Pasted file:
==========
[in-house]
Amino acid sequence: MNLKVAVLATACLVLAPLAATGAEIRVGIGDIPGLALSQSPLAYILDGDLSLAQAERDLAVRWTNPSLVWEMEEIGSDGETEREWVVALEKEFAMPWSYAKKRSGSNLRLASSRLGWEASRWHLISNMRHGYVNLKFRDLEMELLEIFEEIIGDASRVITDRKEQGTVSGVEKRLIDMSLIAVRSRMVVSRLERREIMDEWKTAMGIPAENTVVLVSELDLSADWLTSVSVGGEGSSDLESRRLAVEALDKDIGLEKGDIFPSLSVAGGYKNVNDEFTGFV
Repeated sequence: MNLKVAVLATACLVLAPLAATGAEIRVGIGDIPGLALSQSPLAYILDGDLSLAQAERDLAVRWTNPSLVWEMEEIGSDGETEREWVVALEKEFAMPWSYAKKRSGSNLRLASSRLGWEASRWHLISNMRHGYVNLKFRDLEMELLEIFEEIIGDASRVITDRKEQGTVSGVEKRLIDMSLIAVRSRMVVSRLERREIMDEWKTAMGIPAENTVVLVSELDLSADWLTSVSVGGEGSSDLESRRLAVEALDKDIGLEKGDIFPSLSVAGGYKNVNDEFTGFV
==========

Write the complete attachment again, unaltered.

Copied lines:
[in-house]
Amino acid sequence: MNLKVAVLATACLVLAPLAATGAEIRVGIGDIPGLALSQSPLAYILDGDLSLAQAERDLAVRWTNPSLVWEMEEIGSDGETEREWVVALEKEFAMPWSYAKKRSGSNLRLASSRLGWEASRWHLISNMRHGYVNLKFRDLEMELLEIFEEIIGDASRVITDRKEQGTVSGVEKRLIDMSLIAVRSRMVVSRLERREIMDEWKTAMGIPAENTVVLVSELDLSADWLTSVSVGGEGSSDLESRRLAVEALDKDIGLEKGDIFPSLSVAGGYKNVNDEFTGFV
Repeated sequence: MNLKVAVLATACLVLAPLAATGAEIRVGIGDIPGLALSQSPLAYILDGDLSLAQAERDLAVRWTNPSLVWEMEEIGSDGETEREWVVALEKEFAMPWSYAKKRSGSNLRLASSRLGWEASRWHLISNMRHGYVNLKFRDLEMELLEIFEEIIGDASRVITDRKEQGTVSGVEKRLIDMSLIAVRSRMVVSRLERREIMDEWKTAMGIPAENTVVLVSELDLSADWLTSVSVGGEGSSDLESRRLAVEALDKDIGLEKGDIFPSLSVAGGYKNVNDEFTGFV